Bill: When might we potentially see VRB’s installed in electric vehicles?

Chris: You probably would never see them in electric vehicles. I shouldn’t say never, but certainly not anytime soon. And that has to do with some of the issues that I’ve mentioned before really around cost. Also, the VRB is quite large. It is the size of a couple of shipping containers. Trying to, I guess, minimize that and create the same amount of energy density that you’d find in a lithium-ion battery and match all of the benefits of lithium-ion is just not worth it right now. So my personal bet is that VRB’s would never be a focus of or a part of the electric vehicle space. They are really going to stick more towards grid-scale and large-scale energy storage.

Bill: How soon do you see electric vehicles (EV) approaching price parity with internal combustion engine (ICE) vehicles?

Chris: This is a really interesting question and I think that is because so much in this space—the automotive space in particular, actually the whole battery supply chain—so much is happening so much faster than we previously thought. I mean demand estimates for the metals are being jacked up. EV adoption rates are being jacked up. But to answer your question specifically: most of the estimates I have seen with respect to parity believe we are going to be there on a non-subsidized basis between, sort of, 2022 and 2023. That has everything to do with different incentives in different countries—China versus the EU versus the USA, other parts of the world—and so I think a big part of pushing those costs down is, of course, successful build out of all of this gigafactory-scale lithium-ion production. By my numbers you are going to have at least 265 gigawatt, maybe closer to 300 gigawatt hours of capacity, by 2022 or 2023. And, of course, scale plus small incremental technical leaps in terms of energy density overall help to lower the cost of the EV relative to the ICE. So my sense is that the build out of the scale by 2022 or 2023 gets us to that magical $125 kw/hr or maybe $100 kw/hr which is thought to be the parity level.

Bill: At that time, what percentage of cars on the road do you think would be electric?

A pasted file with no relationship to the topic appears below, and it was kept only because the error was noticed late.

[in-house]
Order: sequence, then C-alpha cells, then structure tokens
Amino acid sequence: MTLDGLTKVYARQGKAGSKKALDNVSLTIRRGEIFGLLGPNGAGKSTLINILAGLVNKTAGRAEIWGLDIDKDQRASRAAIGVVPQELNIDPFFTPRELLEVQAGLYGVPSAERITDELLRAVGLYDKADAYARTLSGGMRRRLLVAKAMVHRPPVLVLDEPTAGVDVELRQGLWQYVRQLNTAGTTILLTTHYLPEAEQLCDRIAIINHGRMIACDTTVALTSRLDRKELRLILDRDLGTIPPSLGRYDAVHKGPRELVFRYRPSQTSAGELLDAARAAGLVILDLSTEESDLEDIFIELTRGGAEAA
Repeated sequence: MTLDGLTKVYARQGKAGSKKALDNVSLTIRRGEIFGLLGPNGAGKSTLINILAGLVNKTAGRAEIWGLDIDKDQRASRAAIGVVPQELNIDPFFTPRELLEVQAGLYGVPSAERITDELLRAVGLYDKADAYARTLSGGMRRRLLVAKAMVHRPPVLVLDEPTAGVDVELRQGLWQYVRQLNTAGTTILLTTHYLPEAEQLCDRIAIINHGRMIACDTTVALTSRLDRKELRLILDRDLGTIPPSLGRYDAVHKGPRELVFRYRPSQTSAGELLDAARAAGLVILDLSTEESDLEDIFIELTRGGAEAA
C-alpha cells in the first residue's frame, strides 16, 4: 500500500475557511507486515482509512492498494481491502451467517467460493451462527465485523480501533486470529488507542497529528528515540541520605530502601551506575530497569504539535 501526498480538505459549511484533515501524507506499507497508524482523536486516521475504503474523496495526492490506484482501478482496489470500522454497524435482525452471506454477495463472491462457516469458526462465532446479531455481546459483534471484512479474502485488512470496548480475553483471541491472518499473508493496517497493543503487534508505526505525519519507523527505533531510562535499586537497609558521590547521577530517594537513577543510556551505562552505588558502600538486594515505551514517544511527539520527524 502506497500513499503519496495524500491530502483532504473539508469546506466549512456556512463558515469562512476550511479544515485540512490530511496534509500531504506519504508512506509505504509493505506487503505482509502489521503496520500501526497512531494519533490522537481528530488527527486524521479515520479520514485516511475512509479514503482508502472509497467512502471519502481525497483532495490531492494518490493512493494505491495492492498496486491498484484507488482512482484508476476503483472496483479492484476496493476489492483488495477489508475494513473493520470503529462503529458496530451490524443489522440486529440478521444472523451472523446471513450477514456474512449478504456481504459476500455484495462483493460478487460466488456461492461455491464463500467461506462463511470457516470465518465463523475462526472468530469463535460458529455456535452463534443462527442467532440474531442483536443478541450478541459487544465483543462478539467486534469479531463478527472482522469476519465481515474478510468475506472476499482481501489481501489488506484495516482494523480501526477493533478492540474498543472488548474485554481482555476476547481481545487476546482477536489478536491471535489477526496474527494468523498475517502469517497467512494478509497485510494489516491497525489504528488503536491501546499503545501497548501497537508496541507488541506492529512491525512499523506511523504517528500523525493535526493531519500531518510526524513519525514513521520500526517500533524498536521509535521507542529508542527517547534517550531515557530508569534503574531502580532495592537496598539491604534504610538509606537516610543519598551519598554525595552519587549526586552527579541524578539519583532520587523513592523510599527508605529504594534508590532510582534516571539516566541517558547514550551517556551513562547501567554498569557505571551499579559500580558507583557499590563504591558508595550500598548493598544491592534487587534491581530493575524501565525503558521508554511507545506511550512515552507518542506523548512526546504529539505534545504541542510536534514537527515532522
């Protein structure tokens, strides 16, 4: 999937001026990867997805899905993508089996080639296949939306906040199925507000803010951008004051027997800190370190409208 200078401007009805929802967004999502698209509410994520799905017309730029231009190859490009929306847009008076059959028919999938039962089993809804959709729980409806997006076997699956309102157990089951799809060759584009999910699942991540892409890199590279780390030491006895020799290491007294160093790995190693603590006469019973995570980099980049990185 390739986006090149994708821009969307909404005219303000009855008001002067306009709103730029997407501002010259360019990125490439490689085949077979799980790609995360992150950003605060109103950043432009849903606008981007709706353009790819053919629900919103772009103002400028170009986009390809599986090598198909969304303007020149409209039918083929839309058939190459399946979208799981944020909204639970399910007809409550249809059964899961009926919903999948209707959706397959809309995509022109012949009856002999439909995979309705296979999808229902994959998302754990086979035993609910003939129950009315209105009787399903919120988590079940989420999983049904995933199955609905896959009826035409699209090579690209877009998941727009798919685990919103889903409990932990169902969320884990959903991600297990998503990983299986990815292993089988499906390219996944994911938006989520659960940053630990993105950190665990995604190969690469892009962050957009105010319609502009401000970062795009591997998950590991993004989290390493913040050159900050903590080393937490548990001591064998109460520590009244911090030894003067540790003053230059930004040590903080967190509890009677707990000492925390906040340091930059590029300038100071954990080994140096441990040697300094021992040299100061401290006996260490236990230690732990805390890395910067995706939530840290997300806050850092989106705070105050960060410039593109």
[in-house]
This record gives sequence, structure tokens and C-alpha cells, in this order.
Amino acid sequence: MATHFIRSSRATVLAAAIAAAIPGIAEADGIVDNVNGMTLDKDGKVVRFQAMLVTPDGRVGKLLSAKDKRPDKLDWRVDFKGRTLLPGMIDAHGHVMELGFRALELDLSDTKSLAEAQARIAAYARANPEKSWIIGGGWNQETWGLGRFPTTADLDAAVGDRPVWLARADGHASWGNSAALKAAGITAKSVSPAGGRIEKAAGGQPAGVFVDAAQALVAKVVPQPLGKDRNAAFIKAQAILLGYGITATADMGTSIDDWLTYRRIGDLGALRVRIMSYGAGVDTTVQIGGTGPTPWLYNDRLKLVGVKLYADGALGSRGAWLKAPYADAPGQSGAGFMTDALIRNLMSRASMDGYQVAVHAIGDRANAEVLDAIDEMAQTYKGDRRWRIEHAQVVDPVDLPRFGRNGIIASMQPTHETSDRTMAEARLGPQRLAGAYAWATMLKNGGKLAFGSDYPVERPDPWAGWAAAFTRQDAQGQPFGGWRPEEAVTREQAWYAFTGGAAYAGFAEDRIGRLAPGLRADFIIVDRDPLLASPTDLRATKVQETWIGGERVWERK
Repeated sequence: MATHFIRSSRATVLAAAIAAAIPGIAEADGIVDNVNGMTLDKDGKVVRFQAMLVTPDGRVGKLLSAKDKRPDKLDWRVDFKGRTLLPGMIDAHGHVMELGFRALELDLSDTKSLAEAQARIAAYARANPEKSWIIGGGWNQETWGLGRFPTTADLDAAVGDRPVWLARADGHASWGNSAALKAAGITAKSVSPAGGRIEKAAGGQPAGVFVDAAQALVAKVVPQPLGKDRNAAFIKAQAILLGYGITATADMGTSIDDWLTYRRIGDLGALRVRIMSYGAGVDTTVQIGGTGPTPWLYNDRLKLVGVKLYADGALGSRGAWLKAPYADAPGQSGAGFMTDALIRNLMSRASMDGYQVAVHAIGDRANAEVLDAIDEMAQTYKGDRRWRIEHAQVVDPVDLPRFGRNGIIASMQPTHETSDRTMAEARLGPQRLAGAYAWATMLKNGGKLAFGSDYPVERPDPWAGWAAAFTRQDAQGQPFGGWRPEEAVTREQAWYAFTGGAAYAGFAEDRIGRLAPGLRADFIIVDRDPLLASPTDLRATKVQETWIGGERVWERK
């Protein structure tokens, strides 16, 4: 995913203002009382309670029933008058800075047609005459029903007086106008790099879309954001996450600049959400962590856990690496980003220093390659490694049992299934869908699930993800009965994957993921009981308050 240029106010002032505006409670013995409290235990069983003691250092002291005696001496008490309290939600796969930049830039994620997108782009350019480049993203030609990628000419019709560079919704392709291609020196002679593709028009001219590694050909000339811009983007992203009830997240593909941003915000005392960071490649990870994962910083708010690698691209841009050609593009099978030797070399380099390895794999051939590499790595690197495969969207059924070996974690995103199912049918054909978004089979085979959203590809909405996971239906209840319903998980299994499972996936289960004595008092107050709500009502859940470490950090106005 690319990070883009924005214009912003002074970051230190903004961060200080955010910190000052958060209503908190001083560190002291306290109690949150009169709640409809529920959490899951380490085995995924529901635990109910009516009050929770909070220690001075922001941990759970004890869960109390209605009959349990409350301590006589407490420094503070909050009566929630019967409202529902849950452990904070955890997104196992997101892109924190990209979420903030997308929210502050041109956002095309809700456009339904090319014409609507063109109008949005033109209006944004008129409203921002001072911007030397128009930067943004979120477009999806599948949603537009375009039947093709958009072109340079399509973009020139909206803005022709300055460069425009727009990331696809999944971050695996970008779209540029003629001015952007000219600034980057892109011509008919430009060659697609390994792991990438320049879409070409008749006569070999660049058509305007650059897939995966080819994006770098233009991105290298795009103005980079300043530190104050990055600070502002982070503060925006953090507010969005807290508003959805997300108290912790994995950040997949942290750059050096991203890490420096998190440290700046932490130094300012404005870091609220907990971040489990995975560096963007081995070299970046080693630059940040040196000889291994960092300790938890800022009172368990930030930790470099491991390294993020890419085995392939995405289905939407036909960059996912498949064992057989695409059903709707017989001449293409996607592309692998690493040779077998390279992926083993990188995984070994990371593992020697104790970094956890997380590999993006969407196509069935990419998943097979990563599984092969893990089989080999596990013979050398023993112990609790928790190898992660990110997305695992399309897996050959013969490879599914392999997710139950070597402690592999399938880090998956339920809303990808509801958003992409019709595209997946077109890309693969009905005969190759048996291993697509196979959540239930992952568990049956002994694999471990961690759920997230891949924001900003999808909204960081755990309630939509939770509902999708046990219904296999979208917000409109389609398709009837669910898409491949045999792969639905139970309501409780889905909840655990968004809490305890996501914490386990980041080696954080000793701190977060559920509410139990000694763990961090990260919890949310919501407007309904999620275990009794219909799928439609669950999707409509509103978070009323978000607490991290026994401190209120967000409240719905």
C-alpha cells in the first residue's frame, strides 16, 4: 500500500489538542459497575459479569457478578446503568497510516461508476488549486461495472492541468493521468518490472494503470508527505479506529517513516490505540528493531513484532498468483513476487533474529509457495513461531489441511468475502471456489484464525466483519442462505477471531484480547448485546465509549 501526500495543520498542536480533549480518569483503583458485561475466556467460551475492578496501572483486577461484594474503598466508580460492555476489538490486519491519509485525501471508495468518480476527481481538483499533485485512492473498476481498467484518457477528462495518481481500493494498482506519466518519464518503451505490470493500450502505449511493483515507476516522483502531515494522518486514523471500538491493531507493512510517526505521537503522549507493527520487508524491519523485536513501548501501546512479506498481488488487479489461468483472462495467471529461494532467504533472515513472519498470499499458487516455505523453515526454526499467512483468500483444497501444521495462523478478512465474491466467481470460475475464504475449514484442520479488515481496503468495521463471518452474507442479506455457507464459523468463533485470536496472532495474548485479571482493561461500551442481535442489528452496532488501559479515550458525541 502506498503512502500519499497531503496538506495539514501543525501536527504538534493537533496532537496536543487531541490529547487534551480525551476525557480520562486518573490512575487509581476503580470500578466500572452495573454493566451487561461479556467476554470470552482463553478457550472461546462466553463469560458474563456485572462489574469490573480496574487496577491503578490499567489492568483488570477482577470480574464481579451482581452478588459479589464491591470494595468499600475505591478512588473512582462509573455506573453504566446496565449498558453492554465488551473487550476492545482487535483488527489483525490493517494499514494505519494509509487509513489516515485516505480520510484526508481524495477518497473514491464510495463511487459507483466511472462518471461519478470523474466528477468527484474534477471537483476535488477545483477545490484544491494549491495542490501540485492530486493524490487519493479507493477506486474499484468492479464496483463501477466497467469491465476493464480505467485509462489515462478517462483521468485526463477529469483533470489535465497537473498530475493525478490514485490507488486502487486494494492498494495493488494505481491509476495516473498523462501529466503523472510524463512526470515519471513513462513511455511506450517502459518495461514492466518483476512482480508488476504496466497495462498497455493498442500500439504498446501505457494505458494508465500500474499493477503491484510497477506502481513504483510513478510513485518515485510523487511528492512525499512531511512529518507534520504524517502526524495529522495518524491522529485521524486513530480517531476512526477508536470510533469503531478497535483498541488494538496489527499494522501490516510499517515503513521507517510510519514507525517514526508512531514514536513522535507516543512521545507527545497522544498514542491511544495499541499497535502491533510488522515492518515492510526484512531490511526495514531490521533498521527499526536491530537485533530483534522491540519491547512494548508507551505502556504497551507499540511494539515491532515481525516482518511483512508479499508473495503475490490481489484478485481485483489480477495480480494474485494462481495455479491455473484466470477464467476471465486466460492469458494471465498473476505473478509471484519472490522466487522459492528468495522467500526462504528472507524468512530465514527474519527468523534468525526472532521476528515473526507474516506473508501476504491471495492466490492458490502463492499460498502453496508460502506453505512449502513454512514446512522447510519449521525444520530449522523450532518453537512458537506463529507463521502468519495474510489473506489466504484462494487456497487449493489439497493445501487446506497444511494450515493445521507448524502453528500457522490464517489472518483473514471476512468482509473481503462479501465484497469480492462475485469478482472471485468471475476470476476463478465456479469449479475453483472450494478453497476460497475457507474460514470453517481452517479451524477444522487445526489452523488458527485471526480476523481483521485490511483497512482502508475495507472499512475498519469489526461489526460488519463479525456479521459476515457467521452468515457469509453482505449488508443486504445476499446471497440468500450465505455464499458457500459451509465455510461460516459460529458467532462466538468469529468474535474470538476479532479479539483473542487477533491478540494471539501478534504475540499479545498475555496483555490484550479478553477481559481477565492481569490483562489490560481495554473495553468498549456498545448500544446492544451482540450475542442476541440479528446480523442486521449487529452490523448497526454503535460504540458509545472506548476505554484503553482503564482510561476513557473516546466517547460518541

Chris: This is another great question because depending upon who you speak with there are numbers that are all over the map. I am actually pretty conservative. My own numbers estimate, and this is actually for 2025, but I can work backwards. I think you probably have an EV penetration rate of 6-7 percent by 2025 so let’s say that by 2022 its half of that maybe 3 or 4 percent. A lot of people think that is too low. I have seen research from banks and think tanks that have it as high as 12-15 percent. I just don’t think it can be that high and I think that is based on potential raw material constraints with lithium and cobalt and some of these other metals and raw materials as well. So 6 percent EV penetration rate by 2025 means you’ve got 6 or 7 million EV’s on the road every year which is still a huge leap from where we are today. So that is still very positive and I think it is realistic. I think just to add to that you have a situation where you’ve got a number of countries in Europe like the Netherlands, Germany, I believe, France, and the UK that have all voiced support for the ban of sales the ICE. Now, it is just talk at this point in time. But the fact that there is seemingly a head of steam to do something like that whether it is by 2025, 2035 or 2040 is very positive because what that is going to do is force all of the OEM’s to accelerate all of the shifts in their supply chains. And, of course, the one elephant in the room that I have not yet discussed is China. And China has yet not come out and publically said anything yet but many sort of industry watchers believe any kind of an announcement in China of a ban on ICE’s—meaning going all electric—would completely revamp all of the demand estimates. It would really super-charge it. And even what you are seeing now is the Chinese have said we want to have 7 million EV’s on Chinese roads by the early 2020’s, and so that is obviously a lot more than my specific estimates. But, you know, a lot can happen between now and then. So anyway you look at it, it is very, very positive for EV’s; and by extension it is very, very positive for the metals that are used in the batteries because you are not going to electrify your economy without a secure supply of these raw materials.